Mike recently shared his story in the comments on my post The Mother/Baby Attachment Gap. Physical trauma during a C-section led to emotional trauma for him and his parents that he still is dealing with.
His back was injured during the cesarean section birth. As I explained in my book, an infant's nervous system develops in part in response to the environment inside the womb, as the baby shares its mother's bloodstream, with whatever stress chemicals or calm chemicals -- including oxytocin -- are flowing through it. There's evidence that the actual birth process "sets" the emotional thermostat by influencing the reactivity of the HPA axis.
The HPA axis is the system composed of the hypothalamus, pituitary and adrenal glands. Some people react more quickly and more severely to stress than others. This is partly due to genetic predisposition, but also to epigenetics: genes that are "turned on" or "turned off" in response to experience and the environment.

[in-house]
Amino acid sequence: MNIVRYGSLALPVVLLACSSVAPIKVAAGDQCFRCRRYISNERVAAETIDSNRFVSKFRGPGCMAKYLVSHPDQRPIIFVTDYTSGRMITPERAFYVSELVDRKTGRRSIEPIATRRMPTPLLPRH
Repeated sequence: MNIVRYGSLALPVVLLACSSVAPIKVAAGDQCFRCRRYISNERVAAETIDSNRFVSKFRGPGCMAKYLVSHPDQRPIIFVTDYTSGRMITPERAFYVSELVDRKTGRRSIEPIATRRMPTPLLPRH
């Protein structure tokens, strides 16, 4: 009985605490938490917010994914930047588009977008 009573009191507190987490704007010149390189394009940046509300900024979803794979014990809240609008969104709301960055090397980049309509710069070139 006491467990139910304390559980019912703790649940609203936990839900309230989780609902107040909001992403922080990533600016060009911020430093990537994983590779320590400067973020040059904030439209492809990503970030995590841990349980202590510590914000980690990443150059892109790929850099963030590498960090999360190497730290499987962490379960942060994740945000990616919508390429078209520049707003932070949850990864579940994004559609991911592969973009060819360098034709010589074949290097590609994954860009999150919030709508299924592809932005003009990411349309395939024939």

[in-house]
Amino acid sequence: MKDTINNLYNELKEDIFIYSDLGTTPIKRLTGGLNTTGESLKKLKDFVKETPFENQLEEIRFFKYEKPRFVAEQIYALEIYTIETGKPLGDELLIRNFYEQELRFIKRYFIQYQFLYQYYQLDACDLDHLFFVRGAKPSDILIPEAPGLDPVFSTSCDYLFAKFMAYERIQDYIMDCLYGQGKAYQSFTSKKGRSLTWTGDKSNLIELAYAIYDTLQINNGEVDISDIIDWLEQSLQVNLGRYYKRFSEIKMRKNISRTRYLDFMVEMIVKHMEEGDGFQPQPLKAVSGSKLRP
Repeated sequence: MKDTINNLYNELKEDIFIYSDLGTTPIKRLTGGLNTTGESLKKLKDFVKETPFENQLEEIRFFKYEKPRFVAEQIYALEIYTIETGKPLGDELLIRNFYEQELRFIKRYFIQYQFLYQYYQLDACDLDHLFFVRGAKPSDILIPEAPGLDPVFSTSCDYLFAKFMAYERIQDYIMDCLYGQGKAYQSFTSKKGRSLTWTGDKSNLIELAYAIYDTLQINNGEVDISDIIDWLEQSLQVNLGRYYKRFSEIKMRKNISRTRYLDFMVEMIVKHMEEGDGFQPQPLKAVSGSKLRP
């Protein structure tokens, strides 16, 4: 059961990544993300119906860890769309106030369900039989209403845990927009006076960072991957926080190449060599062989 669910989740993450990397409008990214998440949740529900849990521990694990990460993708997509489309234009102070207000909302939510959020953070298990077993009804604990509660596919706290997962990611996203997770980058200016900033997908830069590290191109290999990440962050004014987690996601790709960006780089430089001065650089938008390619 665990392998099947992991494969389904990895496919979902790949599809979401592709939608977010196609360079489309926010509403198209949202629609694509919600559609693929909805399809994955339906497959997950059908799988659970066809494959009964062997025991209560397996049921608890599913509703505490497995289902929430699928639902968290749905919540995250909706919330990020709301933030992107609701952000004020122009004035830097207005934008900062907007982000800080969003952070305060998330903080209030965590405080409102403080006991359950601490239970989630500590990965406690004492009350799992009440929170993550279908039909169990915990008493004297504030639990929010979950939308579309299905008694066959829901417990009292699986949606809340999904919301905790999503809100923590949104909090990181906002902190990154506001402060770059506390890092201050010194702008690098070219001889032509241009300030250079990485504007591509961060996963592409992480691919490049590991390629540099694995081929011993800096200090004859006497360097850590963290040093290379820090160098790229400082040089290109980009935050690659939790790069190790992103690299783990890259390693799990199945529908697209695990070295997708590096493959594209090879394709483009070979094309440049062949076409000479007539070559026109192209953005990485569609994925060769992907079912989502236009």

As he entered the world, Mike learned that it's a very dangerous place: People came at him and his mother with knives.
Mike wrote: "I grew up unable to express, accept, or understand love, but I can't blame this entirely, or
perhaps even partially, on the C-section. My mother went into menopause immediately after my birth, and sex became painful for her. My father took this personally and basically lived his life away from home. Both of my parents independently told me they blamed my birth for the destruction of their marriage."
How brutal an experience to grow up like that! My mother couldn't express love and was very angry, but I wasn't forced to bear guilt for her life. I can't imagine what this would be like.
So we see that the physical and emotional trauma of Mike's birth had profound repercussions for his mother's body and emotions, as well as for his father's emotions.
Mike has spent several decades in therapy, which has gotten him to the point where he understands all this and, I hope, is beginning to take steps to heal.
I want to reiterate that we can change our bodies and our brains at any age so that we can begin to experience trust and connection. Sometimes it takes very, very small steps. Working with a therapist who specializes in dealing with birth trauma can be helpful.
Please take a look at the website of the Association for Prenatal and Perinatal Psychology and Health. Some people think the idea of prenatal psychology is woo-woo. I don't. I think what science has learned about epigenetics supports their work.
Mike, I'm rooting for you to keep going on your journey.